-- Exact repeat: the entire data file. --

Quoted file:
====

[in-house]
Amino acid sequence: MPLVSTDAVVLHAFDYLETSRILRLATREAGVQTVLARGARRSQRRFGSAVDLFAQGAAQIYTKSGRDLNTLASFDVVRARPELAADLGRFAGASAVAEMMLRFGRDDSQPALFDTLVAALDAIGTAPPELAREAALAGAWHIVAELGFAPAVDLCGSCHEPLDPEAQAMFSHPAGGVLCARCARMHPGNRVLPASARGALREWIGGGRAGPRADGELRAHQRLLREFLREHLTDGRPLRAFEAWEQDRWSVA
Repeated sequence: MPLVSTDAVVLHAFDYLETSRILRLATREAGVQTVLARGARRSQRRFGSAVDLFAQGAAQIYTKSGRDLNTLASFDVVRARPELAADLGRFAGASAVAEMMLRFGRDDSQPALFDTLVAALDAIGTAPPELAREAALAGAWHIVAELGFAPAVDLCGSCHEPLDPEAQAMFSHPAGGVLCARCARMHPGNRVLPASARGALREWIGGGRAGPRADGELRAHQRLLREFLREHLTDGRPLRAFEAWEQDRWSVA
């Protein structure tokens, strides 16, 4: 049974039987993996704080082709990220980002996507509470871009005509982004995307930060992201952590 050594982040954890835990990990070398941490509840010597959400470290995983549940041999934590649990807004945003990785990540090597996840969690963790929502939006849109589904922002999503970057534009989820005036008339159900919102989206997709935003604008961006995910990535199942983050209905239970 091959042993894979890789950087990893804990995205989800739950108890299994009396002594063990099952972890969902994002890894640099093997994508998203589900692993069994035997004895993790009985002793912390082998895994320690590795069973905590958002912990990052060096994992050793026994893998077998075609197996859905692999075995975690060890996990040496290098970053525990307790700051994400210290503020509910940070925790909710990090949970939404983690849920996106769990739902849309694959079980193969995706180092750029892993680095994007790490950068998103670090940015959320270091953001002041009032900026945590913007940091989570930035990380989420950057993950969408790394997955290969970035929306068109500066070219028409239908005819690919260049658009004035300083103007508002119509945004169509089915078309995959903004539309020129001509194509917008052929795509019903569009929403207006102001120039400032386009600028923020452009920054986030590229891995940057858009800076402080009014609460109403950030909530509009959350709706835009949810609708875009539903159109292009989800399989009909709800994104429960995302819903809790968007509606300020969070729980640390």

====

[in-house]
Amino acid sequence: MPLVSTDAVVLHAFDYLETSRILRLATREAGVQTVLARGARRSQRRFGSAVDLFAQGAAQIYTKSGRDLNTLASFDVVRARPELAADLGRFAGASAVAEMMLRFGRDDSQPALFDTLVAALDAIGTAPPELAREAALAGAWHIVAELGFAPAVDLCGSCHEPLDPEAQAMFSHPAGGVLCARCARMHPGNRVLPASARGALREWIGGGRAGPRADGELRAHQRLLREFLREHLTDGRPLRAFEAWEQDRWSVA
Repeated sequence: MPLVSTDAVVLHAFDYLETSRILRLATREAGVQTVLARGARRSQRRFGSAVDLFAQGAAQIYTKSGRDLNTLASFDVVRARPELAADLGRFAGASAVAEMMLRFGRDDSQPALFDTLVAALDAIGTAPPELAREAALAGAWHIVAELGFAPAVDLCGSCHEPLDPEAQAMFSHPAGGVLCARCARMHPGNRVLPASARGALREWIGGGRAGPRADGELRAHQRLLREFLREHLTDGRPLRAFEAWEQDRWSVA
């Protein structure tokens, strides 16, 4: 049974039987993996704080082709990220980002996507509470871009005509982004995307930060992201952590 050594982040954890835990990990070398941490509840010597959400470290995983549940041999934590649990807004945003990785990540090597996840969690963790929502939006849109589904922002999503970057534009989820005036008339159900919102989206997709935003604008961006995910990535199942983050209905239970 091959042993894979890789950087990893804990995205989800739950108890299994009396002594063990099952972890969902994002890894640099093997994508998203589900692993069994035997004895993790009985002793912390082998895994320690590795069973905590958002912990990052060096994992050793026994893998077998075609197996859905692999075995975690060890996990040496290098970053525990307790700051994400210290503020509910940070925790909710990090949970939404983690849920996106769990739902849309694959079980193969995706180092750029892993680095994007790490950068998103670090940015959320270091953001002041009032900026945590913007940091989570930035990380989420950057993950969408790394997955290969970035929306068109500066070219028409239908005819690919260049658009004035300083103007508002119509945004169509089915078309995959903004539309020129001509194509917008052929795509019903569009929403207006102001120039400032386009600028923020452009920054986030590229891995940057858009800076402080009014609460109403950030909530509009959350709706835009949810609708875009539903159109292009989800399989009909709800994104429960995302819903809790968007509606300020969070729980640390």